The Fame Reporter interviewed Lucas Stibbard starring in shake & stir’s adaptation of the Charles Dickens classic piece ‘A Christmas Carol’ – playing from 2 to 24 December 2021 at Playhouse Theatre, QPAC.
This December, the award-winning stage spectacle – Charles Dickens’ A Christmas Carol – returns to lift your spirits. Brimful of song, humour, love, and lashings of festive joy, A Christmas Carol is a magical, grand-in-scale production – perfect for the entire family.
It’s Christmas Eve and Ebenezer Scrooge is counting down the seconds until the silliness of the season passes. Deeply entrenched in his own misery, Scrooge receives a visit from four ghosts who whisk him away on a journey through Christmases past, present and future. Here, he revisits fragments of his life and is faced with a number of choices. Redemption is his for the taking – but is Old Scrooge capable of changing his ways before it’s too late?
We talked to Lucas about shake & stir’s ‘A Christmas Carol’ and why he keeps returning to the show, what he loves about Queensland theatre and more.
See our interview below
Welcome to The Fame Reporter Lucas, what do you love about shake & Stir’s adapted version of ‘A Christmas Carol’ in particular?
Nelle Lee and Michael Futcher have done an incredible job of making this work from the 1840s accessible and vibrant and timely. It’s funny and sad and deeply touching and just a little scary and showcases the act of storytelling (which is always the best part of being with other people – sharing art to try and explain the world to each other).
How has the rehearsal process been and what made you want to return to this role of Bob Cratchit?
I will happily do this role forever. As stated below, Bob is a wonderful person to get to be for a few hours. I will never tire of this play and this company.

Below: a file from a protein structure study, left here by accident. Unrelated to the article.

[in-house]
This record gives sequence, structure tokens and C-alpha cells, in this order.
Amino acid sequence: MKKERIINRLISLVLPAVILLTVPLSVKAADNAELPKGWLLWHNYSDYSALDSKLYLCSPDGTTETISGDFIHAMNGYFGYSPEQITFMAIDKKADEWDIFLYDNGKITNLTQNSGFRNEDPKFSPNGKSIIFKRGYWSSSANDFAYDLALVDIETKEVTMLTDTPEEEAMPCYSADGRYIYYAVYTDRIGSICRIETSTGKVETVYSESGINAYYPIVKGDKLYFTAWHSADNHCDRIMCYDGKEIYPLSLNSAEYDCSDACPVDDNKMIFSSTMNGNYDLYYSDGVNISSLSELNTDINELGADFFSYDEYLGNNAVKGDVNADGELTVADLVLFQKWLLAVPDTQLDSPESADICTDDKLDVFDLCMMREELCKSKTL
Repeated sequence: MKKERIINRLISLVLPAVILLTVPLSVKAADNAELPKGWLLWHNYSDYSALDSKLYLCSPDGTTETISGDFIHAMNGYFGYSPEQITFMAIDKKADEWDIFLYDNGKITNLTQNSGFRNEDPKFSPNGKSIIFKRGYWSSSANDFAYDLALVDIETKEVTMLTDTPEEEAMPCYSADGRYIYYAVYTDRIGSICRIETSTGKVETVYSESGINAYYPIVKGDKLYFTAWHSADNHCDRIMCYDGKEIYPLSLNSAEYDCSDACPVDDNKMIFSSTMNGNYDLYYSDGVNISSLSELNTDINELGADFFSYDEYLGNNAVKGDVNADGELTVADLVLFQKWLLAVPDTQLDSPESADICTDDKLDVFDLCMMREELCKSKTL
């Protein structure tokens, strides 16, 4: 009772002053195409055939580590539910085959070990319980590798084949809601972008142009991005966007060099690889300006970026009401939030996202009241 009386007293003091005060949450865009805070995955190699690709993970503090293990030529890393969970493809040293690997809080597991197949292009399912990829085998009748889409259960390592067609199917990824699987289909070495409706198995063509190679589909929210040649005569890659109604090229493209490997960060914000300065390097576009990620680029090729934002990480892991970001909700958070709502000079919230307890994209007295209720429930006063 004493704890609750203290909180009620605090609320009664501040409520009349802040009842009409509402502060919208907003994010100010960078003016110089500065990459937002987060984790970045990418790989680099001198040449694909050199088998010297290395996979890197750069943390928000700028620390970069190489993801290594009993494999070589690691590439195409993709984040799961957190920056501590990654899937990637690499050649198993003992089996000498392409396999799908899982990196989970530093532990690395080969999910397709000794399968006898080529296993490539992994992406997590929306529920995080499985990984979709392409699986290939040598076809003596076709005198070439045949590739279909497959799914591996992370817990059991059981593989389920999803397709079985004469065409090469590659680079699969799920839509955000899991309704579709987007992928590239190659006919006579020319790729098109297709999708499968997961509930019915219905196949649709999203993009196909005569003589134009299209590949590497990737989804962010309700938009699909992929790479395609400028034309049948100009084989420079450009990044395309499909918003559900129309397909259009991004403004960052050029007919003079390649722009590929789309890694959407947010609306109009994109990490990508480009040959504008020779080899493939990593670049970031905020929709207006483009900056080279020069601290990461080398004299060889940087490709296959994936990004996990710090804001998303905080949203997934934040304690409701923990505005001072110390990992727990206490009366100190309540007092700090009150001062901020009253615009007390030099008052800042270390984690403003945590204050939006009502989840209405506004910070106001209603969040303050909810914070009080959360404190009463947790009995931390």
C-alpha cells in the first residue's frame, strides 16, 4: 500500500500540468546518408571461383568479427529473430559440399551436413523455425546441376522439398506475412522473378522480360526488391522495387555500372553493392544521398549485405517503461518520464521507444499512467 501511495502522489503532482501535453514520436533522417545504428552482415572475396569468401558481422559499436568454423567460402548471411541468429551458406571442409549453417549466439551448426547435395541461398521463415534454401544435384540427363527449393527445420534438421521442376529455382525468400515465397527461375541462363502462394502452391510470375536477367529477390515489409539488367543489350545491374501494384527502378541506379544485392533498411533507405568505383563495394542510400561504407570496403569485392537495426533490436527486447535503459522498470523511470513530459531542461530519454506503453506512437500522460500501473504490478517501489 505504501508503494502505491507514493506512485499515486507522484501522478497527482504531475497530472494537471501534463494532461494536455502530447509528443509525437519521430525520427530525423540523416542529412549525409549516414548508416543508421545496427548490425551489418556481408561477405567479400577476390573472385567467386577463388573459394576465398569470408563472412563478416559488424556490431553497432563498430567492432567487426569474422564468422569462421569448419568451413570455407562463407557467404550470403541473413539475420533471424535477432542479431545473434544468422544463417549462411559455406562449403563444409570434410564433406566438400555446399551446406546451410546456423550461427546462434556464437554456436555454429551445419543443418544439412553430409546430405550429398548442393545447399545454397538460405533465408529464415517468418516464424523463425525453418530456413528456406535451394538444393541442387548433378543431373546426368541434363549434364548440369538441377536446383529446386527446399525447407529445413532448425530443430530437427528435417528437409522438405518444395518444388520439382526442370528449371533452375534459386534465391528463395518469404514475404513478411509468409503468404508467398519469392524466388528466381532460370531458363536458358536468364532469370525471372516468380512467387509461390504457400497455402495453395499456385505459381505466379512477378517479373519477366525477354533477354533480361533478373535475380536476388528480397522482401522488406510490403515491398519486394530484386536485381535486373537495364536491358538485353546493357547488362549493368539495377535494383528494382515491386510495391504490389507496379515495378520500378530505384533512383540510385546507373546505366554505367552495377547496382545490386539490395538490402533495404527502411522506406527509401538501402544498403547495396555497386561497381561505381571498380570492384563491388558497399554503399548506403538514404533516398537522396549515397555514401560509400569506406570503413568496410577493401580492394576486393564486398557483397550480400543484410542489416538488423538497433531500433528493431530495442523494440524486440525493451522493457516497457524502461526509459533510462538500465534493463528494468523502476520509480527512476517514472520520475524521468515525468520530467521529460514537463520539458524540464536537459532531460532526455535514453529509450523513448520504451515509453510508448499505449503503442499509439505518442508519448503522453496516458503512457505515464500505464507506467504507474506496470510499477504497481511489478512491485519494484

I adore working with the team and love that I get to share this magical story of redemption with families every year.
How have the themes of A Christmas Carol and Bob Cratchit’s story changed your take on the role?
Bob is like the best Dad in popular culture after Bandit from Bluey.
He’s unfailingly loyal, kind, caring and upbeat in the face of some pretty big issues. I wish I was more like him.
What has been the production that has impacted you the most in your career thus far?
I can count on my hand the ones that have been most meaningful and have changed my life for better or worse (who can say). They would be Richard III (twice actually once at University as the titular monarch and again as my first show with Bell Shakespeare and first National tour), boy girl wall (it’s not every day you and your friends get to ideate, write, develop and deliver a show that gets you nominated for a Helpmann against Geoffrey Rush and Richard Roxburgh and then get to tour the world with it).
As well as Peter Pan (the first show I ever performed in – special shout-out to Brisbane Arts Theatre for being that place and for helping me form the friendships I still have thirty years later), New Royal (Marcel Dorney is a genius and that show was the first time people seems to sit up and take notice of what I was doing) and Eating Ice Cream with your Eyes Closed (a total gift of a show and a chance to make something that a usual subscription audience might not otherwise see).